Since learning that the show would appear in the autumn – hopefully on dark nights – fans have expressed relief and satisfaction, but a recent interview with Steven Moffat has suggested that there is in fact more to it than moving the show to be in a more seasonally suitable time slot.
With five episodes due before Christmas, a sixth – introducing Jenna-Louise Coleman – for Christmas itself and then another 8 in 2013, the shape of Series 7 continues to fascinate and befuddle Whovians. And now it seems that the Moff wasn’t responsible for the decision…
“I don’t know, on this occasion, that the thinking particularly came from me, actually. I’ve always been open to anything that shakes [the series] up. I think that decision actually came from the BBC.
“But I’ve been well up for anything that we can do to shake up the transmission pattern, the way we deliver it to the audience and how long we make the audience wait, simply because that makes Doctor Who an event piece.”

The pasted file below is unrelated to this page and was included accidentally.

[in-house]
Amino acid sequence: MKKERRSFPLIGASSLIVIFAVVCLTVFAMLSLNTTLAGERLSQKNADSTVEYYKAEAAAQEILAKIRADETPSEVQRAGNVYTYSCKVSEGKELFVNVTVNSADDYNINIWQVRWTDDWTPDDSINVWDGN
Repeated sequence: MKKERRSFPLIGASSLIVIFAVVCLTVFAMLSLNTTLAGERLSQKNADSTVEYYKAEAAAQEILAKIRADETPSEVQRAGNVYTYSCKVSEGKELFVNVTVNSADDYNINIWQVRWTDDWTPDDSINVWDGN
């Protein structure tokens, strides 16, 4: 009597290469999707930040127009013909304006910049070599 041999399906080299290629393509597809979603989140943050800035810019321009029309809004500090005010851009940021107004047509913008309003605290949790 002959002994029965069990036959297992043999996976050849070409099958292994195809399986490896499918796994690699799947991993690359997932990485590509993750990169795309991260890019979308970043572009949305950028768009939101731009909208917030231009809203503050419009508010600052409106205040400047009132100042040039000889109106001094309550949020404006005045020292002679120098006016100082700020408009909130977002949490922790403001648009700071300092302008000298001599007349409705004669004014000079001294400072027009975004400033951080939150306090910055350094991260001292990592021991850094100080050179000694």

Interesting words. Could this be tacit confirmation that the 50th anniversary episode will in fact form part of the Series 7 recording?
Or is it more about keeping the viewing public on its toes?
“The more Doctor Who becomes a perennial, the faster it starts to die. You’ve got to shake it up, you’ve got to keep people on edge and wondering when it will come back.
“So keeping Doctor Who as an event, and never making people feel, ‘Oh, it’s lovely, reliable old Doctor Who – it’ll be on about this time, at that time of year’. Once you start to do that, just slowly, it becomes like any much-loved ornament in your house – ultimately invisible. And I don’t want that to ever be the case.”
We’re not sure that this is exactly true – viewing figures certainly don’t back this idea up, which seems to be a case of creating facts to fit an agenda.